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Foot Care for People with Diabetes

How to take care of your feet

​​​​Prevention is always the best medicine. You can do many things regularly to keep your feet healthy, including all of the following:

  • Check your feet every day. This can be easier if you pick the same time every day to check your feet. You can use the Daily Foot Exam Worksheet on page 3 of this resource from Wounds Canada to record the condition and progress of your feet every day: Caring for Your Feet. This resource also provides information on skin and nail care and how to select the proper shoes.
  • ​Care for your feet every day. Follow the tips according to your level of risk for foot problems.
  • Manage your blood sugars to stay within your target levels.
  • Quit smoking or try to cut down how much you smoke daily. Smoking increases the risks to your feet.
  • See your healthcare provider when you notice a change in your feet.
  • Write down the dates of your appointments for your doctor, foot care nurse, and lab work. Using a calendar or smart phone for all your diabetes related appointments can be helpful as a reminder and as a reference.
  • Write down questions you wish to ask your healthcare provider before your appointment.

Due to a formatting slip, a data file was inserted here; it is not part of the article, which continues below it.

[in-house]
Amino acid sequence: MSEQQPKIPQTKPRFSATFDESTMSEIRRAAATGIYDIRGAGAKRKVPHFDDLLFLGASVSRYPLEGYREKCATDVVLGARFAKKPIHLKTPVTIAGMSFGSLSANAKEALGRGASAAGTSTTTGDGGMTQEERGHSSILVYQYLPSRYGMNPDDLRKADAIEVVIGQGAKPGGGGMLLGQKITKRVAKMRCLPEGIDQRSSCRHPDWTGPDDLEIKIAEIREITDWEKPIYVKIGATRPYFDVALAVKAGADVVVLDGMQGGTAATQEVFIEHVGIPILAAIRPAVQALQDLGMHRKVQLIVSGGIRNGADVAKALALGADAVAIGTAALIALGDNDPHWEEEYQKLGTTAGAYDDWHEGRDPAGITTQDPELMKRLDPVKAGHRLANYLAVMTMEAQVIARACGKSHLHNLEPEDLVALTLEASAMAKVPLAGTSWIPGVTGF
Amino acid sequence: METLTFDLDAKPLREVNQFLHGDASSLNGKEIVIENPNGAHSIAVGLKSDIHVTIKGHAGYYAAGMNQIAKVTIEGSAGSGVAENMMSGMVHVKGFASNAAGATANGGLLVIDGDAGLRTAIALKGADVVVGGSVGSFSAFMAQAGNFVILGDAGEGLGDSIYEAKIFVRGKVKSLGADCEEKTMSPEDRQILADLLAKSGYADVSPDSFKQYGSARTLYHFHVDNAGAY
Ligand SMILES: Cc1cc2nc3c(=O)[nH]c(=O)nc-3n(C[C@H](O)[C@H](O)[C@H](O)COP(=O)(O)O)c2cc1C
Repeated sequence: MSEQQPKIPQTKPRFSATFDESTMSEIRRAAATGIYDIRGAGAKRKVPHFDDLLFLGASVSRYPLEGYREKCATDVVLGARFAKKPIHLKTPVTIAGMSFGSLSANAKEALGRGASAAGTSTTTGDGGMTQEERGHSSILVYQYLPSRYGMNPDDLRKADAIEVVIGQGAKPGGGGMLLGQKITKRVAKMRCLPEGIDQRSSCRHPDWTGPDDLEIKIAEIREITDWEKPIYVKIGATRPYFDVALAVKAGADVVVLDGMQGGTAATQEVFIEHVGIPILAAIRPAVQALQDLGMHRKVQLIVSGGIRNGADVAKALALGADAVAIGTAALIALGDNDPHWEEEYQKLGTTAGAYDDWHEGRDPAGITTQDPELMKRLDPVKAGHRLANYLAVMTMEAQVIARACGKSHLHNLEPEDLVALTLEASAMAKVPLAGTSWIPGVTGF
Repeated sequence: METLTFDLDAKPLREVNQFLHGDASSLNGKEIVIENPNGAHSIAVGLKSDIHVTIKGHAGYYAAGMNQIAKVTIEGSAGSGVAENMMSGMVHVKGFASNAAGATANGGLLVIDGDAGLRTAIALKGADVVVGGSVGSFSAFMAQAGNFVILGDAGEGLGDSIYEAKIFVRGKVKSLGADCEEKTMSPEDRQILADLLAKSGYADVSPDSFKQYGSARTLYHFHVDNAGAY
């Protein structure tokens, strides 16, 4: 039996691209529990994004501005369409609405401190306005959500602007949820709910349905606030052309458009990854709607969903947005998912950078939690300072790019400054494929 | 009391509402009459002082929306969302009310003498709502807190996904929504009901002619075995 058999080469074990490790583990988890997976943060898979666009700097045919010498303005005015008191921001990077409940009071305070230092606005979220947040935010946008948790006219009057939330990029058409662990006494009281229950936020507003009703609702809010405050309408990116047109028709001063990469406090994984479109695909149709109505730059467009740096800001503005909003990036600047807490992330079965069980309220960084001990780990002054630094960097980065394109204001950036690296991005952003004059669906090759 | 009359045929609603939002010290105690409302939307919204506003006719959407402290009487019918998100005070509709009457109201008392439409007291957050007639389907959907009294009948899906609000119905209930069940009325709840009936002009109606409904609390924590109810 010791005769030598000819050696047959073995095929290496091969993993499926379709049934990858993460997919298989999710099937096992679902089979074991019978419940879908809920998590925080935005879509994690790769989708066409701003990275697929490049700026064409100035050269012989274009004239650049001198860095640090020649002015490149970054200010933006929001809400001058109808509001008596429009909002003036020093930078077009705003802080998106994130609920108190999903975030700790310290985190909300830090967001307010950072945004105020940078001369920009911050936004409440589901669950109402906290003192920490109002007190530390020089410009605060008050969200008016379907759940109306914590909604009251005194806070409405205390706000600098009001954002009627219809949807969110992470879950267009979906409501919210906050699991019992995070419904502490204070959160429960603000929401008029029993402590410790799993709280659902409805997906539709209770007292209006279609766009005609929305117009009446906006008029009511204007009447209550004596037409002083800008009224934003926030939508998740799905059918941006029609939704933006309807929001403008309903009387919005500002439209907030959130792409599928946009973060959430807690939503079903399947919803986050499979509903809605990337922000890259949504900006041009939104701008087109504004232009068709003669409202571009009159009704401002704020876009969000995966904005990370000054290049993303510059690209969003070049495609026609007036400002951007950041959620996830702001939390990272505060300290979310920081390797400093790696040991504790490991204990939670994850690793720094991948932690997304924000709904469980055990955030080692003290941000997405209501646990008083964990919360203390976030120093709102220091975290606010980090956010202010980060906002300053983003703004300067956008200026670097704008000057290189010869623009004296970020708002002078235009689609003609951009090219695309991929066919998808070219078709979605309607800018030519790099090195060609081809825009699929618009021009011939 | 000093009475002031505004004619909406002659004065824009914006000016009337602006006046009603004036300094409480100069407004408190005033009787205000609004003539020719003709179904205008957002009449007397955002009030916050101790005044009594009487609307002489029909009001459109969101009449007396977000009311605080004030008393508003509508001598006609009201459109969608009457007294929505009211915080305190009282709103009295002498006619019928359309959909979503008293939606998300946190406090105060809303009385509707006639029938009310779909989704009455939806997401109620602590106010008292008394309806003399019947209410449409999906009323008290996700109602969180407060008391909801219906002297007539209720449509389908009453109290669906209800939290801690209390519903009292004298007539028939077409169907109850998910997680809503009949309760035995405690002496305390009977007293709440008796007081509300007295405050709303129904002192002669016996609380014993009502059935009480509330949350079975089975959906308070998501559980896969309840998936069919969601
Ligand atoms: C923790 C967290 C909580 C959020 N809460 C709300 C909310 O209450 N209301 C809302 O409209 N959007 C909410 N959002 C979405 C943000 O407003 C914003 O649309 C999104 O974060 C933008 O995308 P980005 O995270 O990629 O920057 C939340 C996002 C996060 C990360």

Do’s and don’ts of foot care

Reproduced with permission from Diabetes Canada 2018 Clinical Practice Guidelines.


  • Wear shoes that fit well. They should be supportive, have heels lower than 5 cm (2 inches), and should not rub or pinch. Shop at a reputable store with knowledgeable staff who can professionally fit your shoes.
  • Buy your shoes in the late afternoon (since your feet swell slightly by then).
  • Wear socks at night if your feet get cold.
  • Put your feet up when you are sitting.
  • Wiggle your toes and move your ankles around for a few minutes several times a day to help blood flow in your feet and legs.
  • Activity every day to improve blood flow.
  • Check your feet daily. Feel for differences in the temperature of your feet. You can also use a personal infrared thermometer (can be bought online and in pharmacies) to detect signs of temperature change that can alert you to early signs of infection or inflammation.


  • Use over-the-counter medications to treat corns and warts. They are not safe for people with diabetes.
  • Wear anything tight around your legs, such as tight socks or knee-highs. This is not good for your circulation.
  • Go barefoot, even indoors. Consider buying a pair of well-fitting shoes that you only wear inside.
  • Use hot water bottles or heating pads on your feet.
  • Sit or cross your legs for long periods of time.
  • Smoke. Smoking decreases blood flow and healing. It also increases the risks of amputation.
  • Use over-the-counter insoles. They can cause blisters if they do not fit well.

Current as of: April 22, 2021

Author: Diabetes, Obesity, and Nutrition Strategic Clinical Network, Alberta Health Services